The Big Science Event Oxfordshire

Friday 26th June 2015

The motivational power of cabbage

If you ever needed a simple explanation of a complicated scientific concept I think I might just refer you to a nine year-old. Some of the county’s best young primary scientists took to the stage at the Oxford University Museum of Natural History this week to demonstrate their expertise in science experimentation, analysis and presentation. And their understanding and descriptions of how our world works were as clear to understand as they were beautiful to watch. No long words, difficult formulae or research funders to acknowledge – just a nice bit of science in its ‘purist’ form.

From the efficacy of face creams (using apricot skin as the test surface and, for scientific accuracy, a ‘control’ apricot) to the motivational power of cabbage, the intrepid Year 4 and 5 students were taking part in the Oxfordshire final of the Big Science Event. The Big Science Event aims to encourage primary age children to create their own experiments.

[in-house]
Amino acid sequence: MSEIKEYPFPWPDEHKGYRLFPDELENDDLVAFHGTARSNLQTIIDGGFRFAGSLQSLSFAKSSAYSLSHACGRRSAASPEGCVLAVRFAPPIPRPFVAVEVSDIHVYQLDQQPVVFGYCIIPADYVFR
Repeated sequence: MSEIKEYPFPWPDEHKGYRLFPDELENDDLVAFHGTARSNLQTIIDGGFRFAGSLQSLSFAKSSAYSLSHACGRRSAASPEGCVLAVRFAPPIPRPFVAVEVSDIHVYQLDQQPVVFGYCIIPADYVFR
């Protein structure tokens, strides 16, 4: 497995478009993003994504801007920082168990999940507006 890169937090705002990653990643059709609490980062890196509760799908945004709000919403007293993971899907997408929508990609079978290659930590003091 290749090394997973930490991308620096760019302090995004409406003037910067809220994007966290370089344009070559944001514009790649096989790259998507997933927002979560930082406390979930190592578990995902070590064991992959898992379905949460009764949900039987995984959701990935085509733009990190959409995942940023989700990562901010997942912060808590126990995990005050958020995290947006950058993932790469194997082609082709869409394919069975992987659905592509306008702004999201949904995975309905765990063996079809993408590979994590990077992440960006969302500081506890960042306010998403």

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The experiment can be on literally any topic – allowing students the freedom to do anything from an analysis of sweets (Haribo are the least likely to rot your teeth) to how to wake a snail up (see cabbage as motivational aid above.) They present their findings (first) to their classes and (second) to independent judges. This year five thousand children from across nearly 40 schools in the county signed up for the Big Science Event competition, with 42 children from 11 schools making it to the final. There they were judged on a five minute presentation about their research and a summarising poster.

And what a gifted bunch they were. Which Nobel laureate would have thought of explaining the theory of relativity using £2 coins, an elastic band and a school playing field; or Newton’s Third Law by balancing on a skateboard? The apricot/skin analogy was total genius, as was the concept of chemical reactions using coca cola, a balloon and a packet of Mentos (explosive stuff!)

Children really do see the world in a wonderfully simplistic way but, of course, that is not to say they are simple. In the case of the Big Science Event, these amazing nine year-olds proved that by asking a question and using science to answer it, they are well on the way to understanding not only the experimental process but also the joy of scientific discovery.

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